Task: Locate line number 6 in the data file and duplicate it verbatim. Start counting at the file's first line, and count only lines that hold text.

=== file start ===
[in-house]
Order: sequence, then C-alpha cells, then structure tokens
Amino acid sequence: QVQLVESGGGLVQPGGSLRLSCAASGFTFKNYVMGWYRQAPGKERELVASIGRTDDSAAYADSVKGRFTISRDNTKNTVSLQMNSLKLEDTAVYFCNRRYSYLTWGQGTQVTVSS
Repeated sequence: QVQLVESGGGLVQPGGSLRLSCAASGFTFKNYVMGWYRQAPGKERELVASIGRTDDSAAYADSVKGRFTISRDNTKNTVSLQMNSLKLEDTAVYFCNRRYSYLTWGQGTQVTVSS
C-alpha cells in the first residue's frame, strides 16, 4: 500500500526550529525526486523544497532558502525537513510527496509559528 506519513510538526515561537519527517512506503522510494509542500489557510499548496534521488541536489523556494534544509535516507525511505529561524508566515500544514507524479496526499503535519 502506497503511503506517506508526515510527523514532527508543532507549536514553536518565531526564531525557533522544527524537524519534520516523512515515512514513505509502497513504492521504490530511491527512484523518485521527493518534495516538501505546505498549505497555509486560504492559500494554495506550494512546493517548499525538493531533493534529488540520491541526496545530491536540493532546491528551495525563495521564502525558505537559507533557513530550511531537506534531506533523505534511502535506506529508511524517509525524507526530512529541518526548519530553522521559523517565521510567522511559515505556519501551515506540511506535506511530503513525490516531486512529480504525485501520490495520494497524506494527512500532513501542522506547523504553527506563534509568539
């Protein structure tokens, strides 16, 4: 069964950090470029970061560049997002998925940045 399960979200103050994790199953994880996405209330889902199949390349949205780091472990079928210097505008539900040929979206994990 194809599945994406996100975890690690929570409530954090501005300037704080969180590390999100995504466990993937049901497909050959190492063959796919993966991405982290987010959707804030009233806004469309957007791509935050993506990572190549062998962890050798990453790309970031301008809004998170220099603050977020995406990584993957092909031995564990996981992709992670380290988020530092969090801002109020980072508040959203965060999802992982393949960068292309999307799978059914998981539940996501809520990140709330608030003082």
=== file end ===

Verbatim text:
């Protein structure tokens, strides 16, 4: 069964950090470029970061560049997002998925940045 399960979200103050994790199953994880996405209330889902199949390349949205780091472990079928210097505008539900040929979206994990 194809599945994406996100975890690690929570409530954090501005300037704080969180590390999100995504466990993937049901497909050959190492063959796919993966991405982290987010959707804030009233806004469309957007791509935050993506990572190549062998962890050798990453790309970031301008809004998170220099603050977020995406990584993957092909031995564990996981992709992670380290988020530092969090801002109020980072508040959203965060999802992982393949960068292309999307799978059914998981539940996501809520990140709330608030003082």